One of the best ways to watch the complex workings of living cells is to label components, such as DNA segments, with fluorescent probes—small molecules with active optical properties. Then, using a fluorescent microscope, movement of the labeled DNA can be tracked through the entire lifespan of a cell without disruption.
Unfortunately, conventional probes are always ‘on’—emitting fluorescent light—regardless of whether the target nucleic acid is present or not. Now, Akimitsu Okamoto and colleagues from the RIKEN Advanced Science Institute in Wako have designed new fluorescent probes that turn on only when a specific nucleic acid strand is recognized1. Because these probes can be labeled with different fluorescent colors, it is now possible to image multiple processes in a cell simultaneously.
Okamoto’s probes comprise a pair of identical fluorescent dye molecules, linked together by a Y-shaped organic chain to a DNA strand. When the probe is not attached to an RNA target, it is in the ‘off’ state and emits no fluorescent light. This is because the two dye molecules stack parallel to one another such that they can access each other’s electronic states, suppressing the fluorescence through what is known as an excitonic interaction.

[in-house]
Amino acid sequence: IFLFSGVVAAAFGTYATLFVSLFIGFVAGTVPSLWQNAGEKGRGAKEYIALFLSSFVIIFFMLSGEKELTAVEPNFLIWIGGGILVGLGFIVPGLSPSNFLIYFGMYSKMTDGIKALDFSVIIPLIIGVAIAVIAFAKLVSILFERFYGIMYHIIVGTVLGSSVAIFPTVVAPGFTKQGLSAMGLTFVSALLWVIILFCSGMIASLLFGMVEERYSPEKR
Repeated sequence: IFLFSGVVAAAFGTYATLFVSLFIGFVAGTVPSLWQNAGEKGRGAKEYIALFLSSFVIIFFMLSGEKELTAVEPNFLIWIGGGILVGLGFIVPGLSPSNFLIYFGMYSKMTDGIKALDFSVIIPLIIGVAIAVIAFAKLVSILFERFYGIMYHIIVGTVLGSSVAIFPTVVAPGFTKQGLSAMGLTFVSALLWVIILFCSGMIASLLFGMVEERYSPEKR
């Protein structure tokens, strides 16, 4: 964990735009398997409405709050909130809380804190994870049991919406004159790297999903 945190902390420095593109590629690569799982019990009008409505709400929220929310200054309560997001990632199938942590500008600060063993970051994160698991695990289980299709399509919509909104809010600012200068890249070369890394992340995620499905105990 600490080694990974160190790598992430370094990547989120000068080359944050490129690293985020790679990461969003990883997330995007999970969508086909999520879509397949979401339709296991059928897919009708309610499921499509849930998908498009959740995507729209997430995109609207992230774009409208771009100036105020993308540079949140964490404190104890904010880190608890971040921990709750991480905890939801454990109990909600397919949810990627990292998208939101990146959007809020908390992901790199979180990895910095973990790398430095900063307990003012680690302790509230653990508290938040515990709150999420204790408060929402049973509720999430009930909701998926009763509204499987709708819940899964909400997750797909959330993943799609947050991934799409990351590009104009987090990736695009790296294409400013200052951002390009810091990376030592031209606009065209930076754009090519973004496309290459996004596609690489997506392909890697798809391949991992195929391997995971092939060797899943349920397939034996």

When the probe encounters a complementary RNA strand, however, it undergoes hybridization and forms a double helix. In this configuration, the two dye molecules on the probe become separated and stack between groups in the double helix. Immediately, fluorescence is restored and the probe turns ‘on’.
Okamoto and his team found that by adding different types of dyes to the ‘on–off’ probes they emitted distinct fluorescent colors after hybridization. Using this technology, the researchers set out to visualize, in real-time, microRNAs, which are small nucleic acids that regulate gene expression.
In their experiment, three types of microRNA strands were injected into a living cell. Then, three probes were added; each one complementary to one of the microRNA strands. Fluorescence in three different colors was instantly seen in the middle of the cells, demonstrating successful recognition of multiple targets.
According to Okamoto, while scientists know how RNA is synthesized, spliced and transported within a cell, much of this information is fragmented. Correlating this knowledge with time-dependent, multicolor imaging will help clarify gene expression mechanisms in living organisms.
“I want to see the life of RNA in cells,” says Okamoto. “We need long-term observations to know when, where, which and how RNA works—from birth to death.”
The corresponding author for this highlight is based at the Okamoto Initiative Research Unit, RIKEN Advanced Science Institute
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